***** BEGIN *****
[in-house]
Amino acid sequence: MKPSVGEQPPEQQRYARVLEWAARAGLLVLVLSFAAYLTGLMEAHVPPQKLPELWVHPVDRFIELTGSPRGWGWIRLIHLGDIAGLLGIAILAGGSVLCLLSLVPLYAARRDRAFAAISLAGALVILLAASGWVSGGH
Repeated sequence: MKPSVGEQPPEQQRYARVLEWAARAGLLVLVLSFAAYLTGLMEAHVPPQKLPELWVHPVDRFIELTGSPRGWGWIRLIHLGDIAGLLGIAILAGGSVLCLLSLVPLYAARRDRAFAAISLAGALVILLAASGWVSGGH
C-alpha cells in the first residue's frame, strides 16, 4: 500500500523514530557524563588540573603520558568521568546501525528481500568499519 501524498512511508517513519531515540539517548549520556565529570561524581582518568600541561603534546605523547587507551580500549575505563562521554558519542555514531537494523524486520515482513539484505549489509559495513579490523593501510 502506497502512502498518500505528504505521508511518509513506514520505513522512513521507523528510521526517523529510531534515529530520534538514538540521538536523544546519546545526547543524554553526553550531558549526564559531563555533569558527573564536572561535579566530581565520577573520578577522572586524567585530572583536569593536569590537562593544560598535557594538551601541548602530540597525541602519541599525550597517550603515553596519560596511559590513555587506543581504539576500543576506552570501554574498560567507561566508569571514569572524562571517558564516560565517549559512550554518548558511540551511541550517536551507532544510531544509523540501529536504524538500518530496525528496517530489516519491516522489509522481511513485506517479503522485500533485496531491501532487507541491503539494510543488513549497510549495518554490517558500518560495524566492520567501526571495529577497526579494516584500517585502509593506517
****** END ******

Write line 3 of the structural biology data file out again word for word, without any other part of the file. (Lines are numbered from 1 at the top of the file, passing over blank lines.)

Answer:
Repeated sequence: MKPSVGEQPPEQQRYARVLEWAARAGLLVLVLSFAAYLTGLMEAHVPPQKLPELWVHPVDRFIELTGSPRGWGWIRLIHLGDIAGLLGIAILAGGSVLCLLSLVPLYAARRDRAFAAISLAGALVILLAASGWVSGGH